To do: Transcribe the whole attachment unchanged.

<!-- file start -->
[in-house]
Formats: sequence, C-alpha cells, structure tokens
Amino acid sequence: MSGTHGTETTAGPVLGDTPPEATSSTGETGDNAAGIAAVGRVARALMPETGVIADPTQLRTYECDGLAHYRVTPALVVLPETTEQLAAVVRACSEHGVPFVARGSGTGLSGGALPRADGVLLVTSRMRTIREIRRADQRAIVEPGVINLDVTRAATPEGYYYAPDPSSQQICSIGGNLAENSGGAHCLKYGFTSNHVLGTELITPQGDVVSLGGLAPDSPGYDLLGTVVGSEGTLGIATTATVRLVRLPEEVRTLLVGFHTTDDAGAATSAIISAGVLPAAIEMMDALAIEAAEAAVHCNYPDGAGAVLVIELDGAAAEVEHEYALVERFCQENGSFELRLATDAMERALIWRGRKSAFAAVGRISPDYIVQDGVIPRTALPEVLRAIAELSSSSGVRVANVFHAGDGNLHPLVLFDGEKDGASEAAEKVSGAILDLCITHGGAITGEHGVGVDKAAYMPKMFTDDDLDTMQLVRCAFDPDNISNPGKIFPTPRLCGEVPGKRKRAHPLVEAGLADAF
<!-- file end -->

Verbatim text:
[in-house]
Formats: sequence, C-alpha cells, structure tokens
Amino acid sequence: MSGTHGTETTAGPVLGDTPPEATSSTGETGDNAAGIAAVGRVARALMPETGVIADPTQLRTYECDGLAHYRVTPALVVLPETTEQLAAVVRACSEHGVPFVARGSGTGLSGGALPRADGVLLVTSRMRTIREIRRADQRAIVEPGVINLDVTRAATPEGYYYAPDPSSQQICSIGGNLAENSGGAHCLKYGFTSNHVLGTELITPQGDVVSLGGLAPDSPGYDLLGTVVGSEGTLGIATTATVRLVRLPEEVRTLLVGFHTTDDAGAATSAIISAGVLPAAIEMMDALAIEAAEAAVHCNYPDGAGAVLVIELDGAAAEVEHEYALVERFCQENGSFELRLATDAMERALIWRGRKSAFAAVGRISPDYIVQDGVIPRTALPEVLRAIAELSSSSGVRVANVFHAGDGNLHPLVLFDGEKDGASEAAEKVSGAILDLCITHGGAITGEHGVGVDKAAYMPKMFTDDDLDTMQLVRCAFDPDNISNPGKIFPTPRLCGEVPGKRKRAHPLVEAGLADAF